Your students are learning all about geometry and different shapes. A great way to teach about 2-D and 3-D shapes is through mentor texts. Try some of these books for teaching shapes to share with your little learners this year!
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Books for Teaching 2D Shapes
Mice on Ice by Eleanor May
What happens when you put mice on ice? Their blades etch a picture of a cat who magically comes to life! What happens next? The mice and three-dimensional cat skate together! Bright, bold, and beautiful illustrations instantly capture readers’ attention and reward them with a fantastical book that teaches young children about shapes.
The Greedy Triangle by Marilyn Burns
Triangle is bored and not happy with his life. He visits a shapeshifter to add to his shape making him a quadrilateral. But as the title suggests, Triangle gets greedy and keeps adding angles until he is completely remodeled. Best-selling author Marilyn Burns also outlines the concepts addressed in the story and offers extension questions to further engage children.
If You Were a Quadrilateral by Molly Cece Barlow Blaisdell
Think of all the fun things you could be if you were a quadrilateral! You could be a chalkboard, a kite, or even a blanket! Beginning with a definition and explanation of a quadrilateral, this book introduces the shape in fun and creative ways that show just how many objects are 4-sided shapes.
If You Were a Polygon by Marcie Aboff
Imagine if you were a polygon! Stop signs, stars, kites, and more are all polygons. This book introduces polygons in fun and creative ways to show how polygon shapes are all around us.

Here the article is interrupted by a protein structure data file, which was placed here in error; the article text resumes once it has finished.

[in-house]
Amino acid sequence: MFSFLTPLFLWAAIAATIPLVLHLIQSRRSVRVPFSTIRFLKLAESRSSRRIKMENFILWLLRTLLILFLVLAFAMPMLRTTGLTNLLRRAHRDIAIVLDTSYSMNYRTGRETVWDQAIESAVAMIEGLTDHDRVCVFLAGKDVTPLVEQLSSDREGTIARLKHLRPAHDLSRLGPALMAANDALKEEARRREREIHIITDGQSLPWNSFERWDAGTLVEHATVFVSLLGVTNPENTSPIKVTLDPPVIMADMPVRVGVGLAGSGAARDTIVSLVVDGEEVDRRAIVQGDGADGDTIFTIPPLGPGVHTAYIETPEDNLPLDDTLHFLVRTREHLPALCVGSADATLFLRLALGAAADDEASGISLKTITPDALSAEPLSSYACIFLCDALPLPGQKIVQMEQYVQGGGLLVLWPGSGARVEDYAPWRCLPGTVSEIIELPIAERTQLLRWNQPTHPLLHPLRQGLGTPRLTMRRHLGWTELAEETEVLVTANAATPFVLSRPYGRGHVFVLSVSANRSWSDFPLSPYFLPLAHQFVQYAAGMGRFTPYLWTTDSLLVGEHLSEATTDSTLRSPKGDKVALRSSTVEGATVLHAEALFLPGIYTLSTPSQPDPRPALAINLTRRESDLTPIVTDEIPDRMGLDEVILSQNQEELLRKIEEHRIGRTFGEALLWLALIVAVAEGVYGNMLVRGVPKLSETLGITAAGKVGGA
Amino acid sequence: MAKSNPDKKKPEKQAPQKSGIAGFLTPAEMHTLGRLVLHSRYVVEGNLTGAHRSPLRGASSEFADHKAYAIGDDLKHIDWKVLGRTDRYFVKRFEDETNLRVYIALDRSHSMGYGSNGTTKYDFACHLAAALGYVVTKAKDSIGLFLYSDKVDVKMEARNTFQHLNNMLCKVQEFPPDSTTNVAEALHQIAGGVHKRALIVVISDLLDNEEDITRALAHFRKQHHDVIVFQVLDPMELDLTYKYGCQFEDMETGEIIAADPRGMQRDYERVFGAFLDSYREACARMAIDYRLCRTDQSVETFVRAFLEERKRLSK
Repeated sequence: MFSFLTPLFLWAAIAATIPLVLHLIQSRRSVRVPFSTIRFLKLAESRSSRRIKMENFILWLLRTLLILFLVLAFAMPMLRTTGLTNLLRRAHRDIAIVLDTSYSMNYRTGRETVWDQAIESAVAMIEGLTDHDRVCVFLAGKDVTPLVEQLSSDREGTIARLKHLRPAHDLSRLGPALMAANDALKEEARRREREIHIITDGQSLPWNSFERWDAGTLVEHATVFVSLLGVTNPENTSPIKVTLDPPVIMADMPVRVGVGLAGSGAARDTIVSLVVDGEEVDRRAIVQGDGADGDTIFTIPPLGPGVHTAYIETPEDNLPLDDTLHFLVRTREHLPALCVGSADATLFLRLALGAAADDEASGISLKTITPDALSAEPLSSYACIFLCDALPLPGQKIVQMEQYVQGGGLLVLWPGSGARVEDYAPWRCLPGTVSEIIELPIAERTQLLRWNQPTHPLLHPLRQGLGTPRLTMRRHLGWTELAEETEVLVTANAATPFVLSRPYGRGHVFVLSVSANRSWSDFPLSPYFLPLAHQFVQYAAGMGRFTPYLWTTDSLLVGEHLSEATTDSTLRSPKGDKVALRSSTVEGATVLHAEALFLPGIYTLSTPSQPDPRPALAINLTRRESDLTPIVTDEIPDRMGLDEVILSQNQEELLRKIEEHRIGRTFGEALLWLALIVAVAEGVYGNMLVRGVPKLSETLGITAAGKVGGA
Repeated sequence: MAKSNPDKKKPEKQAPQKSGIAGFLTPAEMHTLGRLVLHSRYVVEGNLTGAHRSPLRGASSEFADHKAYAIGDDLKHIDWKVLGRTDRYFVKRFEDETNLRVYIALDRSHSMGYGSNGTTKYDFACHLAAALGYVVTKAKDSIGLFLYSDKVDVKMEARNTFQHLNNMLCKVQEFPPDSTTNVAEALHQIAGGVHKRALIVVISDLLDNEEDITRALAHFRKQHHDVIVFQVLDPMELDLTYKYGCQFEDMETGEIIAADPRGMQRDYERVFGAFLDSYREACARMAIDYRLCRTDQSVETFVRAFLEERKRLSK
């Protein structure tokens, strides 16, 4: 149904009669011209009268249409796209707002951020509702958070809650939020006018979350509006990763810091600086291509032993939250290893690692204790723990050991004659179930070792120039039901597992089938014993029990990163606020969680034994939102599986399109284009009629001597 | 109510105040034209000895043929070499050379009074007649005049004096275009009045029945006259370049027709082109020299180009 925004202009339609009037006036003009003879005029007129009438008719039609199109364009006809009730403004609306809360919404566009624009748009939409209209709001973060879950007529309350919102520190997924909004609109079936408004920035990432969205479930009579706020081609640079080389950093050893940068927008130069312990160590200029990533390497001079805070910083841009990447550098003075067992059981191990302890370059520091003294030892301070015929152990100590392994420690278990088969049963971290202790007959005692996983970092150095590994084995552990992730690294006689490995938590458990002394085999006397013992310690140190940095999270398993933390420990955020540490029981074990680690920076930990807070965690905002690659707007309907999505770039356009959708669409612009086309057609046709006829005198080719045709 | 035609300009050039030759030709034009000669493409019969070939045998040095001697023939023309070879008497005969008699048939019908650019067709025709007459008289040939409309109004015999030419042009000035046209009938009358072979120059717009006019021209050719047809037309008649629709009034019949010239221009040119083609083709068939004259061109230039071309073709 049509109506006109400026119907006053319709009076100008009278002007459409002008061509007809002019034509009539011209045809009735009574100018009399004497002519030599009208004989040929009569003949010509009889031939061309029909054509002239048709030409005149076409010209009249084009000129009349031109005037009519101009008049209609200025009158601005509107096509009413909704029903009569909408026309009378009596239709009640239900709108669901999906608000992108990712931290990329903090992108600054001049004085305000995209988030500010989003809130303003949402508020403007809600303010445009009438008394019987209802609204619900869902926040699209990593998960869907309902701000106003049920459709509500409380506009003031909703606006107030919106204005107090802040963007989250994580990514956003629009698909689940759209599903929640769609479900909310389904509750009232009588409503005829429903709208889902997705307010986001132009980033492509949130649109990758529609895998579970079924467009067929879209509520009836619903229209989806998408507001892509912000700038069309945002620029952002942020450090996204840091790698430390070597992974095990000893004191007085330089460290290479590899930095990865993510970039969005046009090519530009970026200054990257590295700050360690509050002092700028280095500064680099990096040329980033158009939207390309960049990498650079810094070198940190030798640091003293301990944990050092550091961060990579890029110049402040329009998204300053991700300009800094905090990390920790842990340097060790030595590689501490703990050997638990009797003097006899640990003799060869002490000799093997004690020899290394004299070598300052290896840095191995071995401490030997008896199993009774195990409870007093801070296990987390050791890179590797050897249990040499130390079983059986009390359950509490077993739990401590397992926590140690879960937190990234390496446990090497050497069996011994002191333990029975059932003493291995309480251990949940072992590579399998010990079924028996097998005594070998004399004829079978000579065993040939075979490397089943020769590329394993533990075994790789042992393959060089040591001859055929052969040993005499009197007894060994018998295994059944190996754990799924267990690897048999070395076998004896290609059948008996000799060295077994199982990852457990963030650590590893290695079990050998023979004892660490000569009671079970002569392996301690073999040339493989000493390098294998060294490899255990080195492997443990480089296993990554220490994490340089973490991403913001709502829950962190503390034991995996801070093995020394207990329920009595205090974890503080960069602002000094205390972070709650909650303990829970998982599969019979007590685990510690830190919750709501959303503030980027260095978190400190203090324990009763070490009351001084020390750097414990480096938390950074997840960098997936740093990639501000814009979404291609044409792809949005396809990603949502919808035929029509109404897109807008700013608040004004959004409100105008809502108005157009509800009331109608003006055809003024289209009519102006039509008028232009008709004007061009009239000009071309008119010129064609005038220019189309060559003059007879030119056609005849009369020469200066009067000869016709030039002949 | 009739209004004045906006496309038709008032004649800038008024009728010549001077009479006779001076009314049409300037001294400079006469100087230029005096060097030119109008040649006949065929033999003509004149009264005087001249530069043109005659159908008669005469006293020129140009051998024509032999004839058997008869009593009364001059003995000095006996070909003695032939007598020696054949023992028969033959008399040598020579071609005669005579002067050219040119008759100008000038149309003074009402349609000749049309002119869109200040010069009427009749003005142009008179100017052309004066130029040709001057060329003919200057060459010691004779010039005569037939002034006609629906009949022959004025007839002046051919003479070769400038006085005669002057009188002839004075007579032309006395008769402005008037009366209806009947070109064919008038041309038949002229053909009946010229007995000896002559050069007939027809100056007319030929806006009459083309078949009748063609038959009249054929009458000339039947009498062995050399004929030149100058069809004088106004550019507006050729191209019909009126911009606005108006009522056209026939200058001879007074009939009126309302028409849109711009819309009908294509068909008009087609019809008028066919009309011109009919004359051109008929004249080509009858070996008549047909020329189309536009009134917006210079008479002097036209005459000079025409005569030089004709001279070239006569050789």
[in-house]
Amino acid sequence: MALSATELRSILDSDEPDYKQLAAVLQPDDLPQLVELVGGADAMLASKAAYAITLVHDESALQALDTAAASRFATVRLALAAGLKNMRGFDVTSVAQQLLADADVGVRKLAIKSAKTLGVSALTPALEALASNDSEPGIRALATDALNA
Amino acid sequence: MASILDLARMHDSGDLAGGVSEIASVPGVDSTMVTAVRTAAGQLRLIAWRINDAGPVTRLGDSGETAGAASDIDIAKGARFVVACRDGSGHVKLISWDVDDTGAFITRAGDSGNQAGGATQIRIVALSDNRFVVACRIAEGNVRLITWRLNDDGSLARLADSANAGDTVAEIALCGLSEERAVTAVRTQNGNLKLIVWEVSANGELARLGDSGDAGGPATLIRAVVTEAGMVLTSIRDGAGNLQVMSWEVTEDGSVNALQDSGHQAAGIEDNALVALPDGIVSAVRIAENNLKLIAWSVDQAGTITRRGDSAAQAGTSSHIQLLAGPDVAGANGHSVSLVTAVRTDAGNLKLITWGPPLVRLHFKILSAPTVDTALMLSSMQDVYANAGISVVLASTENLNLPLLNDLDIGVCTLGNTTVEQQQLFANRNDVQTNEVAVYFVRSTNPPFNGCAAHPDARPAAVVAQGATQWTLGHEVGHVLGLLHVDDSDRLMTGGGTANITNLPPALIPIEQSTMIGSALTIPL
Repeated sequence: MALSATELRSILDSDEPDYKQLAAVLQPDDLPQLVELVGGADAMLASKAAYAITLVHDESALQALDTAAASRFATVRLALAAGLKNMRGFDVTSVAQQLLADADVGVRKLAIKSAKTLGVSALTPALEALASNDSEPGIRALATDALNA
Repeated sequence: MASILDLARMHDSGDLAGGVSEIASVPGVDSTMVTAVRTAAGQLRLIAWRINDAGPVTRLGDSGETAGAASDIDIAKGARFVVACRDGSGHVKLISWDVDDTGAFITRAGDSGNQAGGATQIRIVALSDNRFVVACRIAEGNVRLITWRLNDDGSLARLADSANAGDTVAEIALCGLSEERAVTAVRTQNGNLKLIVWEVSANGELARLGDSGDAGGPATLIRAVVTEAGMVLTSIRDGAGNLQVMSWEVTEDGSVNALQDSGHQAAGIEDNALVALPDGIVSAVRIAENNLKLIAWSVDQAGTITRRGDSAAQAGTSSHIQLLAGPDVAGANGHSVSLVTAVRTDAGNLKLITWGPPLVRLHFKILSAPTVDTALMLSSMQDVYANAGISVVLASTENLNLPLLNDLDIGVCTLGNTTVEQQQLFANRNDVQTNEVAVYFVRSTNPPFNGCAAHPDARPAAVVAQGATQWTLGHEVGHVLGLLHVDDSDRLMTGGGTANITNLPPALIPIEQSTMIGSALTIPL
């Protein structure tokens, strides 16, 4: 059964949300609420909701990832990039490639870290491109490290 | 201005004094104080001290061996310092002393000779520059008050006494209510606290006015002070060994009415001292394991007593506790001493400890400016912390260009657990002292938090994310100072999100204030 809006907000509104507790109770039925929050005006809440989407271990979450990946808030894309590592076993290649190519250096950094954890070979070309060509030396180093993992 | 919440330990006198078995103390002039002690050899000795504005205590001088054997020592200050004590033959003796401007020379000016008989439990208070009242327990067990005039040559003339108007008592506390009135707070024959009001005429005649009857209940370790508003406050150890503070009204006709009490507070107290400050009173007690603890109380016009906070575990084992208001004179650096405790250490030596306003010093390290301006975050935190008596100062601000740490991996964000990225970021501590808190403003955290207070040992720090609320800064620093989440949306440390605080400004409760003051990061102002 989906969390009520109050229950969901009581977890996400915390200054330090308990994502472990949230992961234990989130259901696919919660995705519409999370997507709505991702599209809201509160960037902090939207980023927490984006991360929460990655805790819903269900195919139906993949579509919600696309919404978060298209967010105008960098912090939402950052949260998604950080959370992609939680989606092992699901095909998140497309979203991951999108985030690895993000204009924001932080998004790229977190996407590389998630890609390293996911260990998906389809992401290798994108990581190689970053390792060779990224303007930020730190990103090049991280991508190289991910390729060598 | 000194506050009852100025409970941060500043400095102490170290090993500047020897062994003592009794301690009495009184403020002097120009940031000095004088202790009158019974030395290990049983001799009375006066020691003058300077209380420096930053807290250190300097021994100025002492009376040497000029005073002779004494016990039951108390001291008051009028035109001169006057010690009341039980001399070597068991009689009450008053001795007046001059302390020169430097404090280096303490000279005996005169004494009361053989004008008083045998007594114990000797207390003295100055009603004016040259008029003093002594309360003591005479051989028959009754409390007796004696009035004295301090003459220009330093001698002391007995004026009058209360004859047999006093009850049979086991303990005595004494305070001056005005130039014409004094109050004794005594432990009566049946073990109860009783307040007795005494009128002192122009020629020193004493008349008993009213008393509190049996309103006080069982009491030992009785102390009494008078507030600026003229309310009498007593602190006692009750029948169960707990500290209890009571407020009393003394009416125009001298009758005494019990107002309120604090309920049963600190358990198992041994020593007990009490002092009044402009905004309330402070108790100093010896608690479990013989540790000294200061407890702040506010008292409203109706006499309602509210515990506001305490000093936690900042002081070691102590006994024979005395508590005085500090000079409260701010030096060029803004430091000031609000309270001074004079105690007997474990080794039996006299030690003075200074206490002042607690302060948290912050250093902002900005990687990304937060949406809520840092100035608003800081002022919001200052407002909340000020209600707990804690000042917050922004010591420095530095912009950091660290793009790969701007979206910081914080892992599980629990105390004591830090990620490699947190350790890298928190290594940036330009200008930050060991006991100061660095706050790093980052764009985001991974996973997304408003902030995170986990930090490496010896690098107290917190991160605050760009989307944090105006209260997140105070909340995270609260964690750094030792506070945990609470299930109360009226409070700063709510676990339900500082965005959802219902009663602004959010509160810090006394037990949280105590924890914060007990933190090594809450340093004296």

The Cat and the Bird: A Children’s Book Inspired by Paul Klee
The Cat and The Bird is a playful story about a cat who lives in a whose full of toys but all he wants is to escape out the window to be free like his friend the bird. Elschner’s bright and colorful use of shapes and lines pays homage to Paul Klee’s masterpieces. This is a great book to use as an introduction to an art project focused on two-dimensional shapes.
Books for Teaching Shapes
Sphere (First Step Nonfiction) by Jennifer Boothroyd
Written by a former elementary school teacher, Sphere is just one of several titles in the First Step Nonfiction – Solid Shapes series. Boothroyd shows readers just how common spheres are in the world. Students can embark on a fun adventure to see how many spheres they see in their own surroundings.
Cone (First Step Nonfiction) by Jennifer Boothroyd
Another colorful and comprehensive book in Boothroyd’s First Step Nonfiction series, Cone demonstrates just how many everyday shapes actually are cones. Your students will be amazed at what they discover!
Make a Wish, Albert! by Lori Haskins Houran
It’s Albert’s birthday and he is so excited for the cake, balloons, and his friends! As Albert admires his birthday presents, he takes guesses as to what they are based on their 3D shapes. This is a versatile book that can be used for either guided or independent reading and comes with activities to do together.
What in the World is a Sphere? (SandCastle: 3D Shapes) by Anders Hanson
What in the World is a Sphere is part of the SandCastle: 3D Shapes series and offers a comprehensive look at the sphere in everyday life using full color photos and directions for drawing them. This book is perfect for guided reading, shared reading, and independent reading. Other books in the series introduce other 3D shapes including cone, cylinder, cube, pyramind, and prism.
Captain Invincible and the Space Shapes by Stuart J. Murphy
Captain Invincible and his super space sidekick Comet must make it back to Earth. In order to do so, they must rely on their knowledge of three-dimensional shapes such as cones, cubes, and even pyramids. Can this dynamic duo traverse the obstacles and make it back? Your students will love this engaging book with special characters.
These books for teaching shapes are one of the easiest ways to help your students learn about everything from squares to cubes while reading engaging, fun stories. Share them with your young readers today to help them learn this important skill!
If you’re looking for more mentor texts to integrate into your math block, you can find my other topics here.